Wednesday, November 18, 2009

School Without Mom

Twice a year, I leave and go on a retreat. I leave on Thursday and come home on Sunday, leaving the kids to work on their own. Sure, Dad is there, but he is unfamiliar with our books and he has work of his own to do. So, I get the kids prepared to be able to complete their school work on their own.

I'm leaving tomorrow for my semi-annual retreat. Here's how they will handle their school the next two days:

1) I have shown the kids how to start the school bell program that we use. It will ring every 30 minutes. They have 30 minutes to finish their assigned work in each subject. I usually schedule small enough chunks that this isn't a problem. If they don't finish, it becomes "homework." If they finish before time's up, they have free time until the bell rings. They can also use this time to complete any "homework."

2) Each child has a printed schedule telling them which subject to work on for each time period. Some time slots they work on the same thing. Some time slots they have different subjects to avoid them needing the same book at the same time.

3) Each child has an assignment sheet telling them exactly what to do in each subject each day. They should be able to complete all of the assignments, except their spelling test, independently. If they have questions, they can ask each other.

The reason I would have them ask each other for help, rather than Dad, is that some of our curriculum has a specific method used to teach the material. Someone unfamiliar with the method would likely be confused and not be able to answer the question in the way the curriculum would require. For example, our math often teaches things in odd ways. This odd teaching method makes sense, though, if you know the background or where they are going with it. If you just teach it the way you learned it, the worksheets don't make sense. They often have spaces provided for each step of a problem as it is taught by the curriculum. If the lesson was taught using a different method, the spaces won't make any sense and confuse the student. (I'm sure you can figure out how I know this.) Rather than expect my husband to muddle through the unfamiliar teacher's book to try to figure out what is expected of the student, it is easier to just have Sam, who's done it before, show her. In writing, Mika would be the go-to person. She's good at writing and knows what is expected by the curriculum.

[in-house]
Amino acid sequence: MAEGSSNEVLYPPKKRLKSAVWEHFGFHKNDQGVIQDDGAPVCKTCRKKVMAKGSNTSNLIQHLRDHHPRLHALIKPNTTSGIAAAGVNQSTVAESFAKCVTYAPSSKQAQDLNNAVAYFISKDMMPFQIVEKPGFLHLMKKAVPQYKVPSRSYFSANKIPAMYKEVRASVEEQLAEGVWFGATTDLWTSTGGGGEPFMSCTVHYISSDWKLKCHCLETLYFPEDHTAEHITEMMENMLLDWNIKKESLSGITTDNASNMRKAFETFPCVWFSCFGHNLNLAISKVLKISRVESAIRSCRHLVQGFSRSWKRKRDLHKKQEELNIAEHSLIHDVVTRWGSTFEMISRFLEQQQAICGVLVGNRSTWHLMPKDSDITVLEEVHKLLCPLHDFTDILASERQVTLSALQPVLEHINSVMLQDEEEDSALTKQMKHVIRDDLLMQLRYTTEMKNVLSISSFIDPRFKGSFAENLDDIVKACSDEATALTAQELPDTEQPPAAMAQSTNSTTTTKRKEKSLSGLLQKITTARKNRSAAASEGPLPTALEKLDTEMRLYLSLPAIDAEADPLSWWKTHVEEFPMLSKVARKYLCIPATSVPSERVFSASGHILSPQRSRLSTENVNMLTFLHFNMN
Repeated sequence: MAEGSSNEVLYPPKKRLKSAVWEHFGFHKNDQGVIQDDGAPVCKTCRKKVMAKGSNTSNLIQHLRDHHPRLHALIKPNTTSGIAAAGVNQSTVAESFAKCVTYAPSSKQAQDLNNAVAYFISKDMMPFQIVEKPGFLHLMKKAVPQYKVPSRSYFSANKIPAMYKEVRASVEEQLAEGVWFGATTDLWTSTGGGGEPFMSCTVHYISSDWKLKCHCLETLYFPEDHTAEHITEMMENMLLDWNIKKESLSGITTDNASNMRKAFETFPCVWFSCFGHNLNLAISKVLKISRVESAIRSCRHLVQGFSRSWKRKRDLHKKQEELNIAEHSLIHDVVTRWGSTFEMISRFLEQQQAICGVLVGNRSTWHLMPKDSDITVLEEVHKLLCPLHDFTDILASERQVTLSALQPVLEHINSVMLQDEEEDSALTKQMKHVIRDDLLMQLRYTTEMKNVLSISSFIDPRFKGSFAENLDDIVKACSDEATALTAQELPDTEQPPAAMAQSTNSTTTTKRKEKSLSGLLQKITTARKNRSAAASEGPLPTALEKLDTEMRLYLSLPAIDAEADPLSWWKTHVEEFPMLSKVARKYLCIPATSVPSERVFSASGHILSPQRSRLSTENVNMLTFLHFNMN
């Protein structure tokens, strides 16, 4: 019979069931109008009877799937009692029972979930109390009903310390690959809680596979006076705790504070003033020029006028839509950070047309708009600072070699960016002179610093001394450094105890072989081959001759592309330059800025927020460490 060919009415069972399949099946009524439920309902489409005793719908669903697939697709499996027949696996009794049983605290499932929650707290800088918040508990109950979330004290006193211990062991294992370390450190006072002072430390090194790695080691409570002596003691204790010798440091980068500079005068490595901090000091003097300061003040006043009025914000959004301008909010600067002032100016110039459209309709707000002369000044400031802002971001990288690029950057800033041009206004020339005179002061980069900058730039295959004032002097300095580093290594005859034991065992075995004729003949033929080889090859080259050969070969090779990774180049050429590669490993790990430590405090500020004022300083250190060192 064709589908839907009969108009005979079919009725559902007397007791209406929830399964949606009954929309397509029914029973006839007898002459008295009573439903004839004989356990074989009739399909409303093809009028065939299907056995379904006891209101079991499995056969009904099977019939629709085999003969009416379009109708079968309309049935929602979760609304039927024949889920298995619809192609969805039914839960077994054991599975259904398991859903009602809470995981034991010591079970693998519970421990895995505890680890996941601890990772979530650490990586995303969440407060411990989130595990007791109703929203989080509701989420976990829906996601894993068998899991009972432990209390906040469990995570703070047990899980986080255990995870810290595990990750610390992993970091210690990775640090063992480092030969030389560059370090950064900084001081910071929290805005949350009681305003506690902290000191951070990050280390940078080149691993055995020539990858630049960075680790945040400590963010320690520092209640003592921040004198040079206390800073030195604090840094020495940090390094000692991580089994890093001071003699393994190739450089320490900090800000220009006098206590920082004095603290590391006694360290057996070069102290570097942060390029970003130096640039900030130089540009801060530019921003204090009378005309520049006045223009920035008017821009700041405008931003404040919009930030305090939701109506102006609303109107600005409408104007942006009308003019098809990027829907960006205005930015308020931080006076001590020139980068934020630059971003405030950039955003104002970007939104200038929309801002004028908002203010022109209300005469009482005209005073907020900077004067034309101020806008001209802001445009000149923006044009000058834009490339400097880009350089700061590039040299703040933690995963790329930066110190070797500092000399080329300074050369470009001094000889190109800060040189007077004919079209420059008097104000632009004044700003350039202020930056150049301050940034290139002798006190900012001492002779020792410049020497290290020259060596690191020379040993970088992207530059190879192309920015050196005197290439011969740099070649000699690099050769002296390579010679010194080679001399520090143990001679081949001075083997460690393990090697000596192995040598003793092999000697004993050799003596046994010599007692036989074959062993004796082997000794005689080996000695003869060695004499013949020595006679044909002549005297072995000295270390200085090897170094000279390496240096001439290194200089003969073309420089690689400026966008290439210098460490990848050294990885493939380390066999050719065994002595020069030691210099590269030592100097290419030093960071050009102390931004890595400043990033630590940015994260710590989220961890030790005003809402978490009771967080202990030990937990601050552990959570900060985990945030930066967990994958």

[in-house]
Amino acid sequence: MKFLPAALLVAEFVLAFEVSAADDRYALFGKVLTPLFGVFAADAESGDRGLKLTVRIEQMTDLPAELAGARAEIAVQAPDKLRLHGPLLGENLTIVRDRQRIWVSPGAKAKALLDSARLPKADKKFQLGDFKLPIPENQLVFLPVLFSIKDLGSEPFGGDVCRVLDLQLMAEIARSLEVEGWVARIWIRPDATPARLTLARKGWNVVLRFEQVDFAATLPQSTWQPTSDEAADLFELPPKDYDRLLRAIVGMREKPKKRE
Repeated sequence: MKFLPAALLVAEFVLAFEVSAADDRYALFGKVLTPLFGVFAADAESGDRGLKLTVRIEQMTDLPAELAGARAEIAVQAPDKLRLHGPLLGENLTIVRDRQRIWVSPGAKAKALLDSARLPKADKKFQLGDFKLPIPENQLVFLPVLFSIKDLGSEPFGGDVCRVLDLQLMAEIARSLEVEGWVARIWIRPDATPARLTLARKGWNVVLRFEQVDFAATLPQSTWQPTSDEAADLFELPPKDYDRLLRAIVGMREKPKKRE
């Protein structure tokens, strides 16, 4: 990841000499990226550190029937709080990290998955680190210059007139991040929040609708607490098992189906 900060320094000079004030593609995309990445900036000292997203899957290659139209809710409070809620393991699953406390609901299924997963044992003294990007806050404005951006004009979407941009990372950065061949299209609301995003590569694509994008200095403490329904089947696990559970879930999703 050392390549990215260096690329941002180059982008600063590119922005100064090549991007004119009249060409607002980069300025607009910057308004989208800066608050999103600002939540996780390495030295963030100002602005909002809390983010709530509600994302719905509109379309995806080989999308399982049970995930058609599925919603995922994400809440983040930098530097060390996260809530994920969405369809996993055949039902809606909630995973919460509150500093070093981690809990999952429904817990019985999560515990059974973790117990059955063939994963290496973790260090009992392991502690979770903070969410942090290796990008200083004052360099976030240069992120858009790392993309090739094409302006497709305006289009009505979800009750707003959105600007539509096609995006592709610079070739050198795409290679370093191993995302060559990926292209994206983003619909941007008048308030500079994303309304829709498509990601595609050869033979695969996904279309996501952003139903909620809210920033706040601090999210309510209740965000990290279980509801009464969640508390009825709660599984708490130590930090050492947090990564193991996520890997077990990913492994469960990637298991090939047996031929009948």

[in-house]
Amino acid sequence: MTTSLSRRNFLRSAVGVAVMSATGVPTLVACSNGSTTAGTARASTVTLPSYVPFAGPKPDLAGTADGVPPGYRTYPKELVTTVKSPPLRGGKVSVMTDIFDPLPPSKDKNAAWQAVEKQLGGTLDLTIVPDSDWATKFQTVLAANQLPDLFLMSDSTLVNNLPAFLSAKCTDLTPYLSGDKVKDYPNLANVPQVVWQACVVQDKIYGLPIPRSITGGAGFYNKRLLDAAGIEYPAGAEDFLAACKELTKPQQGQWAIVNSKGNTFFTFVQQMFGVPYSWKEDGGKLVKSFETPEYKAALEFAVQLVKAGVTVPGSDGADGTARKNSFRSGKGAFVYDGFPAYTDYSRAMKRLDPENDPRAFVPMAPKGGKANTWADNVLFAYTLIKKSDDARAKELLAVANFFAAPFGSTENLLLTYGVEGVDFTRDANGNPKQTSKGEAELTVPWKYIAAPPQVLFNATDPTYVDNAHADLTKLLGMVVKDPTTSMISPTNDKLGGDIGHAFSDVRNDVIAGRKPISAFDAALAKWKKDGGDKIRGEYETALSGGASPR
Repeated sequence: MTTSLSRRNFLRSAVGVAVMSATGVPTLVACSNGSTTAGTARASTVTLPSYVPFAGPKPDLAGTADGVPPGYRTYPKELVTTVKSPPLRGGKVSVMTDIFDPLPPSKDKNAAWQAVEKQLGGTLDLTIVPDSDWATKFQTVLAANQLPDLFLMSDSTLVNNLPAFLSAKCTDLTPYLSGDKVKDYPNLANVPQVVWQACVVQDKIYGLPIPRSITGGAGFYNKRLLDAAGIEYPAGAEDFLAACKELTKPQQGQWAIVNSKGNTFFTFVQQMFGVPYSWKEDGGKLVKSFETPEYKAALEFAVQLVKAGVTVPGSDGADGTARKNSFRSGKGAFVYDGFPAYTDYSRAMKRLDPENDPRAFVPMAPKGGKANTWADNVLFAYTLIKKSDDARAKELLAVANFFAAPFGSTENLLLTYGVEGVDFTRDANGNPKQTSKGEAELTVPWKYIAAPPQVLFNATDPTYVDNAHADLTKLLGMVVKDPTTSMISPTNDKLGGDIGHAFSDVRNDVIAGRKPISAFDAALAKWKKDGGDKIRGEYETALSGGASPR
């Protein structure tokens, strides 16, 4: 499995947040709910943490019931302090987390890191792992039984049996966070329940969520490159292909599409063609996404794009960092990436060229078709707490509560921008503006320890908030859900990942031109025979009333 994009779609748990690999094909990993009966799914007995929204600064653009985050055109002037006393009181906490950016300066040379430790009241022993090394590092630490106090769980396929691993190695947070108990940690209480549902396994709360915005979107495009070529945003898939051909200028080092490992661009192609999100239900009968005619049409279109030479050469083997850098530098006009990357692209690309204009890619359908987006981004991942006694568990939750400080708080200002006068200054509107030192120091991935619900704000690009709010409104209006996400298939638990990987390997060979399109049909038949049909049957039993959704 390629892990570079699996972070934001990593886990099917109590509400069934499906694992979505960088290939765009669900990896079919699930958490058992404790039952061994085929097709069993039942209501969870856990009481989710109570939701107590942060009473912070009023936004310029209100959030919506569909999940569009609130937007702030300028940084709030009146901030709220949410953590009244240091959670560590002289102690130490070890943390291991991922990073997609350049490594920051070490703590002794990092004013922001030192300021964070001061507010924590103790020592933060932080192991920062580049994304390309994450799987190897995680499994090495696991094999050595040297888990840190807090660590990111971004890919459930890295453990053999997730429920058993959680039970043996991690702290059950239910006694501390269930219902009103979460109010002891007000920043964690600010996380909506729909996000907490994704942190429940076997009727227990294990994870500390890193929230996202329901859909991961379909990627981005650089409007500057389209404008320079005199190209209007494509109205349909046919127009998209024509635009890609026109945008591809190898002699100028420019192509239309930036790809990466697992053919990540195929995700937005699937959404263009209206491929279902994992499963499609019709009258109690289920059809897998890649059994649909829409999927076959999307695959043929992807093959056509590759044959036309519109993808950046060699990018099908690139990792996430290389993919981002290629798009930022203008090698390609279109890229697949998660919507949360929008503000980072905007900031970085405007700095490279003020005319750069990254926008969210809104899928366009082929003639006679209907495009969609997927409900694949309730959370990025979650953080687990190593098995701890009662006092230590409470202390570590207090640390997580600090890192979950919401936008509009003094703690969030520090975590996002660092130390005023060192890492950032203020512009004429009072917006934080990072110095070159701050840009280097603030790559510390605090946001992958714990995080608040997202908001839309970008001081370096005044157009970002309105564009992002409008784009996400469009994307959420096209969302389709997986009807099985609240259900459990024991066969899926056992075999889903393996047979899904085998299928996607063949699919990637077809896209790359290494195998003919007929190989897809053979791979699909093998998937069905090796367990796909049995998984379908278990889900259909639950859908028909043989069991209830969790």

What's Dad's job? To give spelling tests, keep them focused on tasks, and answer questions they can't work out themselves. Usually, the kinds of questions they would need his help with are the logic problems or finding the answer to a question in the text in content subjects like science or history.

We've done this enough times to know it works for us.

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